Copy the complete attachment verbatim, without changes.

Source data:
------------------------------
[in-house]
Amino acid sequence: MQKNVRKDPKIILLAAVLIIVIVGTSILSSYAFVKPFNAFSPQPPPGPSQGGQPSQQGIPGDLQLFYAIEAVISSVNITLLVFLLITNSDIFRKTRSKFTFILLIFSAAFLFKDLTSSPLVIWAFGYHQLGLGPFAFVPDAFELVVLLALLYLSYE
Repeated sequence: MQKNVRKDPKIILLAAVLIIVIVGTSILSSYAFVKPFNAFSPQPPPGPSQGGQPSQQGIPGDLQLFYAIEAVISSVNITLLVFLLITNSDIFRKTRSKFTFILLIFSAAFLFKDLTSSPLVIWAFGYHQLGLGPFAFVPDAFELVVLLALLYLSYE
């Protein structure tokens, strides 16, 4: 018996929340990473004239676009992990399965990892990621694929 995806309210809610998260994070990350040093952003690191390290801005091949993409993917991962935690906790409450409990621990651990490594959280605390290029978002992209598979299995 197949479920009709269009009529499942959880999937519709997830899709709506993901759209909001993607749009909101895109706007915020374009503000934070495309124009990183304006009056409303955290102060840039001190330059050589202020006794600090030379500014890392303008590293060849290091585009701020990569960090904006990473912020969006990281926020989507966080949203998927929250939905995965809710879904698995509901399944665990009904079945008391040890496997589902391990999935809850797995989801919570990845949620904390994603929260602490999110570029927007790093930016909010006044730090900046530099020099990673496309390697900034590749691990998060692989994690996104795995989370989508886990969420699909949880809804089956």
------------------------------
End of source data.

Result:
[in-house]
Amino acid sequence: MQKNVRKDPKIILLAAVLIIVIVGTSILSSYAFVKPFNAFSPQPPPGPSQGGQPSQQGIPGDLQLFYAIEAVISSVNITLLVFLLITNSDIFRKTRSKFTFILLIFSAAFLFKDLTSSPLVIWAFGYHQLGLGPFAFVPDAFELVVLLALLYLSYE
Repeated sequence: MQKNVRKDPKIILLAAVLIIVIVGTSILSSYAFVKPFNAFSPQPPPGPSQGGQPSQQGIPGDLQLFYAIEAVISSVNITLLVFLLITNSDIFRKTRSKFTFILLIFSAAFLFKDLTSSPLVIWAFGYHQLGLGPFAFVPDAFELVVLLALLYLSYE
């Protein structure tokens, strides 16, 4: 018996929340990473004239676009992990399965990892990621694929 995806309210809610998260994070990350040093952003690191390290801005091949993409993917991962935690906790409450409990621990651990490594959280605390290029978002992209598979299995 197949479920009709269009009529499942959880999937519709997830899709709506993901759209909001993607749009909101895109706007915020374009503000934070495309124009990183304006009056409303955290102060840039001190330059050589202020006794600090030379500014890392303008590293060849290091585009701020990569960090904006990473912020969006990281926020989507966080949203998927929250939905995965809710879904698995509901399944665990009904079945008391040890496997589902391990999935809850797995989801919570990845949620904390994603929260602490999110570029927007790093930016909010006044730090900046530099020099990673496309390697900034590749691990998060692989994690996104795995989370989508886990969420699909949880809804089956």